I wish to clarify some points in Tuesday's report ("'Nothing wrong' with doc's separate billing for 2 illnesses").
Several days before, my clinic assistant received a call from senior health correspondent Salma Khalik, in the midst of a busy morning session, to inquire of a case where she claimed the patient had been billed separately for two conditions.
The reporter queried the $80 consultation charge, to which the assistant replied that it was for two different problems.
Subsequently, the call was passed to me. In the brief phone interview, we discussed the case pertaining to a patient with tonsillitis and gastritis who had seen me a few days ago and was charged $80 for consultation.
No specific patient details were provided to me by Ms Khalik. Furthermore, I am legally bound by confidentiality laws to not disclose patient case details. This was why I could provide only a general answer based on the information that the reporter provided.
It is my practice to charge for a long consultation (as a complex case) when there is more than one condition that requires attention.
It is also clearly stated on the clinic consultation charges display that short consultations start from $40, and long consultations start from $50, and not a flat rate, contrary to the report.
In this particular instance, a single charge of $80 would be applicable for the long consultation involving two different conditions that each required equal and separate attention.
As the billing was done by the clinic assistant, it served as a simple and objective avenue that is easy for the assistant to carry out.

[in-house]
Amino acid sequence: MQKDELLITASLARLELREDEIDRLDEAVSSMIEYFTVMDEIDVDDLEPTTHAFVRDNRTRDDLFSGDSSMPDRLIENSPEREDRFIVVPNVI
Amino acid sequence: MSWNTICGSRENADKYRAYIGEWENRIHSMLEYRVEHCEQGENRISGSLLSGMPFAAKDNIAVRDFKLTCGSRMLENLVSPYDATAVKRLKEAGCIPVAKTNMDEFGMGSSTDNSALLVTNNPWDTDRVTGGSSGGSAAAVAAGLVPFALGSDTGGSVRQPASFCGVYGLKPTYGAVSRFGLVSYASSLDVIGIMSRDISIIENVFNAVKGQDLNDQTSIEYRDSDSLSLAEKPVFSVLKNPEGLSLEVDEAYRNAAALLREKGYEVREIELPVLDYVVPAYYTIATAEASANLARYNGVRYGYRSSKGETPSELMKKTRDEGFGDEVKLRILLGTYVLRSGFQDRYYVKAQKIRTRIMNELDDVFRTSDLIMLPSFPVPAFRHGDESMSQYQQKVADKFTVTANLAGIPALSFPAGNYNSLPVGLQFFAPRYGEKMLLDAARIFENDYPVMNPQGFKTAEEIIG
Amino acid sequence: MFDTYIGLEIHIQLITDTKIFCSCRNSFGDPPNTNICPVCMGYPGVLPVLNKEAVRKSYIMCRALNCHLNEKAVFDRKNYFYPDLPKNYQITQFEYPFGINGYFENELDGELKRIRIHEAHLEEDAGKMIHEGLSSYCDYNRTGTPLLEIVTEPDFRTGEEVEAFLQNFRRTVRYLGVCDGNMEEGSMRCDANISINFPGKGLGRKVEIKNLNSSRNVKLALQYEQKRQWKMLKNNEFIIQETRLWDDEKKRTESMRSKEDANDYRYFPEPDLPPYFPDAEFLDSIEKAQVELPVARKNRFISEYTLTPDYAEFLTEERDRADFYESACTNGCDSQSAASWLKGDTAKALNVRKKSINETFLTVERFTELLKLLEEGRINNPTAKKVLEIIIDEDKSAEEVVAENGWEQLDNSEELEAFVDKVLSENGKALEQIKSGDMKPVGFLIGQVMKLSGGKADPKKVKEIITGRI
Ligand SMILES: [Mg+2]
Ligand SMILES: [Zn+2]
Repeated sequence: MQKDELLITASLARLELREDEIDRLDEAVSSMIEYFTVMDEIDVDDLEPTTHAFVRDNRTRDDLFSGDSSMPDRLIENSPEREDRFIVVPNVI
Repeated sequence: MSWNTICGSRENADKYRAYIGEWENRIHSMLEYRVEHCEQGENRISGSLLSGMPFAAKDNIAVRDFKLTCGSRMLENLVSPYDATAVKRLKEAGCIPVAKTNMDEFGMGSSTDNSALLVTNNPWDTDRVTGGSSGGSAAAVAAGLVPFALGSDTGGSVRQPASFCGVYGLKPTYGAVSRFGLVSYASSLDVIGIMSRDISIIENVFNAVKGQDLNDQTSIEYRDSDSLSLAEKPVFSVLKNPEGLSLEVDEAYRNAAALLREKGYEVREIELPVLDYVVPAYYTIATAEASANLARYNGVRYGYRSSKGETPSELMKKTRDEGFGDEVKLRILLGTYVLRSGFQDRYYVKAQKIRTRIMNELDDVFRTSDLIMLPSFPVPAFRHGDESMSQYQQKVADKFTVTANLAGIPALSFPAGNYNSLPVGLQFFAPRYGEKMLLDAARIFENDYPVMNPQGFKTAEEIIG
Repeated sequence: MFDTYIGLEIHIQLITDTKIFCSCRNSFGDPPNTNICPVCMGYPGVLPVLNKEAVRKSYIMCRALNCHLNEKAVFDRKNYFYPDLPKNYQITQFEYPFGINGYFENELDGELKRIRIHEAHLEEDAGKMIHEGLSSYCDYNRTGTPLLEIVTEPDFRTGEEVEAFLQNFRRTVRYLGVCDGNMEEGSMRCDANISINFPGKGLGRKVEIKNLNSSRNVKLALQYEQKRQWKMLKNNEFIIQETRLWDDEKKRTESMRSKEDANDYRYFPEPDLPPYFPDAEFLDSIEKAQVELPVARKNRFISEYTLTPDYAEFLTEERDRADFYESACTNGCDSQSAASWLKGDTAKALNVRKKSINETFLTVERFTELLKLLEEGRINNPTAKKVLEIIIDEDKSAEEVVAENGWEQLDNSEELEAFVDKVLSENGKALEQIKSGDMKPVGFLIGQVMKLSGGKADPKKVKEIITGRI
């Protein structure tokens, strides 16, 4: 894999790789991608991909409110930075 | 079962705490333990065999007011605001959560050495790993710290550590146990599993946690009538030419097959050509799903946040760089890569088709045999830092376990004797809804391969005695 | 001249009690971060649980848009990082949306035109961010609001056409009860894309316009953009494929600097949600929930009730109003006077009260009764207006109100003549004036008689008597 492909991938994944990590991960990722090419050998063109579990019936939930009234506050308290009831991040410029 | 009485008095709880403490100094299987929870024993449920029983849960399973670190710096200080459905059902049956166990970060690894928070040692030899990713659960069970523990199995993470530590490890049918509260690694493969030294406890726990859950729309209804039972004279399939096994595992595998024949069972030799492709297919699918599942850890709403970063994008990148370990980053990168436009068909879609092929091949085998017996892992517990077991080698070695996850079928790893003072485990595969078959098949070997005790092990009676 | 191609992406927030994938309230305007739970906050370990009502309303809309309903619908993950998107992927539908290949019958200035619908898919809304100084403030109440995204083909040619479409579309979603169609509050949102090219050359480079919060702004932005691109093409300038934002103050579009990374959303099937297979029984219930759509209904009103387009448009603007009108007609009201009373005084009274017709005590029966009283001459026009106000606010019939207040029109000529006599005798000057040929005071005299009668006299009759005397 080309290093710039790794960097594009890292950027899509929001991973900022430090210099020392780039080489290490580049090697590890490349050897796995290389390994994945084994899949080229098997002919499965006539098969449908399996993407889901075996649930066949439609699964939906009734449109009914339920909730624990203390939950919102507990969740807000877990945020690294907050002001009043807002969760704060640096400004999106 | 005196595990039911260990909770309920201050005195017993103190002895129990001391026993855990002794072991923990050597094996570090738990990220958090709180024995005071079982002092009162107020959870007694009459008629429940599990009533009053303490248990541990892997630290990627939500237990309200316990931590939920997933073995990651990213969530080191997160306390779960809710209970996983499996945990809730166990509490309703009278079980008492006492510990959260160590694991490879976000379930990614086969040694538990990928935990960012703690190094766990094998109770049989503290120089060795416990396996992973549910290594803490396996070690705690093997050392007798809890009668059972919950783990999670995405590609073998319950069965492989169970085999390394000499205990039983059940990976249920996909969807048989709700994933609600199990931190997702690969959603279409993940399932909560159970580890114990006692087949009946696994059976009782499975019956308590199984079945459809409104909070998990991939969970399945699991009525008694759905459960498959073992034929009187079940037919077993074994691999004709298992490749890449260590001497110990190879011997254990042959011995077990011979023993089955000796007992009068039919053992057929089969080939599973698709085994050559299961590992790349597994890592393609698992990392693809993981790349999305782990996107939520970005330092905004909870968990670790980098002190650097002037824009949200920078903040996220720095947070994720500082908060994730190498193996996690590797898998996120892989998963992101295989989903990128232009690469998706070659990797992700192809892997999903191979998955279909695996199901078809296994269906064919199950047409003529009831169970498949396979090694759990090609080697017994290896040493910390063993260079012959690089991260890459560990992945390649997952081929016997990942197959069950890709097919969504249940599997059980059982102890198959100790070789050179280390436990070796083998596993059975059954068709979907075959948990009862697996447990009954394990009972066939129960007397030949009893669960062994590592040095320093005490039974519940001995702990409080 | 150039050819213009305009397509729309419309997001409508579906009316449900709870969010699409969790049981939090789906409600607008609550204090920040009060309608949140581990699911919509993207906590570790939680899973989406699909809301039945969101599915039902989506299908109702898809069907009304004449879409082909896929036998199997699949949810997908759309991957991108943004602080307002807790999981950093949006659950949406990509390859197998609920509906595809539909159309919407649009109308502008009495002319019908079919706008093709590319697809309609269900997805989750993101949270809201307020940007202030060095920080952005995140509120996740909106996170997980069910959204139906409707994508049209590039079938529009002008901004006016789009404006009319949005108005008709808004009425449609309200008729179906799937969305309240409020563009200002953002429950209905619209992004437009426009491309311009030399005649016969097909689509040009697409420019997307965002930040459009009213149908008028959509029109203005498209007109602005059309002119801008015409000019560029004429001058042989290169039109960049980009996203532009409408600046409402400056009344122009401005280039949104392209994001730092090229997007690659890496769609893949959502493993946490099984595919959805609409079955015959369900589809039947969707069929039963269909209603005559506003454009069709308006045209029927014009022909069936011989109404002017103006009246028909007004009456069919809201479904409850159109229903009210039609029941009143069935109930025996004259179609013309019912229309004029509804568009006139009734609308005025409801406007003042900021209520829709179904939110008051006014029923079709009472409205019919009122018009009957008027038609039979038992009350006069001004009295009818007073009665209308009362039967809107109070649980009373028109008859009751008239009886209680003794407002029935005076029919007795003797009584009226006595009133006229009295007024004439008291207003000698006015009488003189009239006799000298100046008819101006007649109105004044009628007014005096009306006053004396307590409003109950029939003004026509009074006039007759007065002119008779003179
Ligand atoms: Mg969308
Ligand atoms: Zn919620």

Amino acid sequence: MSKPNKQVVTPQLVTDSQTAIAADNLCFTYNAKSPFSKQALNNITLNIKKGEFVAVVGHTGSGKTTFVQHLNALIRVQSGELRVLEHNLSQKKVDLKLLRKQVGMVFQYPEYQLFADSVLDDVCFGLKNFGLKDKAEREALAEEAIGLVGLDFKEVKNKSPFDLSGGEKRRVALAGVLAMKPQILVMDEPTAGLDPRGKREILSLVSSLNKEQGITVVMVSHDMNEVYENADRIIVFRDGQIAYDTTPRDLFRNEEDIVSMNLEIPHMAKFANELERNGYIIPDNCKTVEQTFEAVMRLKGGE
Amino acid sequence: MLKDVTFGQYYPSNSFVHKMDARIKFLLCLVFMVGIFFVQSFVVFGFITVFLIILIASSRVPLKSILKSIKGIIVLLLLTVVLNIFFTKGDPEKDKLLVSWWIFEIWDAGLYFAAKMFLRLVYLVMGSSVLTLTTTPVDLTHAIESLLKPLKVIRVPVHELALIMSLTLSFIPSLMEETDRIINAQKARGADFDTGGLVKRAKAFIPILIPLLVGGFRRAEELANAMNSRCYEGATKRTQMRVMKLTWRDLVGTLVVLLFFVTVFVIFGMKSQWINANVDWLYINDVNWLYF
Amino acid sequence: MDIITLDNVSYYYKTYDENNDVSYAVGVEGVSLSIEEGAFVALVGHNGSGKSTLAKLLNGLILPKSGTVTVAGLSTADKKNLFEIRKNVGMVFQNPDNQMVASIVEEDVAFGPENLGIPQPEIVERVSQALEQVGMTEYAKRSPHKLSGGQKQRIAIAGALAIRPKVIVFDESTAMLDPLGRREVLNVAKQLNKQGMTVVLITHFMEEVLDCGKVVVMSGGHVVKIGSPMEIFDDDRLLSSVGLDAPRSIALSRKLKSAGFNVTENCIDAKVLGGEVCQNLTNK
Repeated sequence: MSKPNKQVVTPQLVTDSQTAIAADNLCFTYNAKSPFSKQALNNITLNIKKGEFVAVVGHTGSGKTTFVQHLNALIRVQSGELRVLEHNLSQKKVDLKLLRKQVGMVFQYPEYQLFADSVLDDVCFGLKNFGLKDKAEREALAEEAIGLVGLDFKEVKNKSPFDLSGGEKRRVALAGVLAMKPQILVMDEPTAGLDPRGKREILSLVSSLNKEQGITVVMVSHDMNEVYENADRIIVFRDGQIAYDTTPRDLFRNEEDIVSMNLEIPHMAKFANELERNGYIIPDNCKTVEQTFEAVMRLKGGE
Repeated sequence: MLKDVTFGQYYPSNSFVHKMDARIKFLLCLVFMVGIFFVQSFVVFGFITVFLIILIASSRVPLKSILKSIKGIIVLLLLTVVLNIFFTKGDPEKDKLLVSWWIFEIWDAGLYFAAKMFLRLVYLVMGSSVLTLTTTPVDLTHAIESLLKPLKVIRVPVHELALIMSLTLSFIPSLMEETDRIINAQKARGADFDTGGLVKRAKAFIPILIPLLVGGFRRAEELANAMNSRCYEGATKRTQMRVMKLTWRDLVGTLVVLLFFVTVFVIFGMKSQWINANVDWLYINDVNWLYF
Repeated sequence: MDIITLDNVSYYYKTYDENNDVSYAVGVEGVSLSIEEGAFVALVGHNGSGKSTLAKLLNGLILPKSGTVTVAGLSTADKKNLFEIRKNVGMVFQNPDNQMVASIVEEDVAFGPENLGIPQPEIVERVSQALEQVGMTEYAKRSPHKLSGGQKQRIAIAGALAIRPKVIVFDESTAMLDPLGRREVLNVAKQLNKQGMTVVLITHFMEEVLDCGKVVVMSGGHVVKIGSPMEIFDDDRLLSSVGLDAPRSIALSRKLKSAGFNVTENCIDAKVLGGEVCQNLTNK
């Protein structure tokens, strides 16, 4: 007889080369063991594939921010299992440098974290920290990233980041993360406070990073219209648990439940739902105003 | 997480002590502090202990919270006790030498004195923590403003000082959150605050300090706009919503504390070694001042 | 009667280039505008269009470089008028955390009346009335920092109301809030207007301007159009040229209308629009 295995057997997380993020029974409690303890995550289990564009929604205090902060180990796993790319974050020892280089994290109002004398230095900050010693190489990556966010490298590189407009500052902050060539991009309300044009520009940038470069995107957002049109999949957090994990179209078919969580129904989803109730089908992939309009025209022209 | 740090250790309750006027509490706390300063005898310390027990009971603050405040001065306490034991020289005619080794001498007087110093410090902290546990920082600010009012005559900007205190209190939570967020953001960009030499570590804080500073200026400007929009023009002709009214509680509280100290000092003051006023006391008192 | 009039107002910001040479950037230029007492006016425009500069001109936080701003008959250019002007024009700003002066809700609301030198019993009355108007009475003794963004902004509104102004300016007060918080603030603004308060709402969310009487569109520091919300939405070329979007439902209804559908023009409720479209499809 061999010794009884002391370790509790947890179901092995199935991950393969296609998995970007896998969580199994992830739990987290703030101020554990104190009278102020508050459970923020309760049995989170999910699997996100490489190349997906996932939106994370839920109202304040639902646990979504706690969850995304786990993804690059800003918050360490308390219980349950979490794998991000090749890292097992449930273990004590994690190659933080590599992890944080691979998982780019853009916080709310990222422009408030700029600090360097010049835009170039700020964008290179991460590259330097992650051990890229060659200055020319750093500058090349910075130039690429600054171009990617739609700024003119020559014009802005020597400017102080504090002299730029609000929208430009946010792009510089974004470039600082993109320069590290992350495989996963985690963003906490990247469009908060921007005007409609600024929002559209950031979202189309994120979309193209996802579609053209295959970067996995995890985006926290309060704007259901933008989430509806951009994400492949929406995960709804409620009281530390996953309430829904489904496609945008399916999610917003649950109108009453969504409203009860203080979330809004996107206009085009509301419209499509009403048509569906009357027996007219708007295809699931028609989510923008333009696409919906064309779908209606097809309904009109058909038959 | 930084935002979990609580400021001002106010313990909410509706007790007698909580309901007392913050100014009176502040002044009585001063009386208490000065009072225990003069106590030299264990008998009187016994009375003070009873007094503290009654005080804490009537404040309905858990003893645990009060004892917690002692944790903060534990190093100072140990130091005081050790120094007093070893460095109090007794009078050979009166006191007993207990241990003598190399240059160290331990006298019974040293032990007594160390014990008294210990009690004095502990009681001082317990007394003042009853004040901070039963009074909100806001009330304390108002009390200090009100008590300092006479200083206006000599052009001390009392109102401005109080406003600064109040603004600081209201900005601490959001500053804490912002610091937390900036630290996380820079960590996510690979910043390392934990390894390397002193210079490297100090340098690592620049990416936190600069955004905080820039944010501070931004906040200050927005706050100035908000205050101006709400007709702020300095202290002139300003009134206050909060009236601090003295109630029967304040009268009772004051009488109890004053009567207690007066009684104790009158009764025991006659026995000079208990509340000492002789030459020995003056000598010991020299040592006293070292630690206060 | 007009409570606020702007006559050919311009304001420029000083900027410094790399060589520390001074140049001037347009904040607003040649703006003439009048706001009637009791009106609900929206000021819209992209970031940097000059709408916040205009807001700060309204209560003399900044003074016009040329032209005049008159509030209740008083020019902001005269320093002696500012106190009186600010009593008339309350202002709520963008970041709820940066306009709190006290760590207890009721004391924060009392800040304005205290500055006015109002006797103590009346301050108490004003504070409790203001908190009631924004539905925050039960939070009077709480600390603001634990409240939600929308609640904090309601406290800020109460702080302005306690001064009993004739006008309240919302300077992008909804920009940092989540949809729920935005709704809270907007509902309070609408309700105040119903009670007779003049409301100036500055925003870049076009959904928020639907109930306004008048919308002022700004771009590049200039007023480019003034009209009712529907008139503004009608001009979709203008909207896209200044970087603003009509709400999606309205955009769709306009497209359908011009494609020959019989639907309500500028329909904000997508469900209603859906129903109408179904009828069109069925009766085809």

I have been serving in Whampoa Drive since 1994, and this fee structure has been in place since, in the absence of any ministry guidelines on fees.
However, it seems that miscommunication between the patient and the clinic assistant, and/or the reporter has given rise to the impression of a separate billing for two ailments, which was definitely not the case.
It is a single charge, in one billing, for a long consultation that involved two entirely different conditions.
It is our commitment to provide quality care to patients and we always strive to ensure they are fully aware of all aspects related to their individual treatment.
Wee Chee Chau (Dr)
Wee's Family Clinic and Surgery
When our reporter asked Dr Wee whether he charged multiple consultation fees if a patient had more than one problem, he said he did. He was quoted in our report as adding: "When you have two problems, it's like seeing a doctor twice." To be doubly sure about this, our reporter asked whether a patient would be charged three consultation fees if he had three conditions, and she cited the common conditions of diabetes, high blood pressure and high cholesterol. Dr Wee said "yes", and added that the consultation for diabetes would exceed $60 because it is a more complex problem.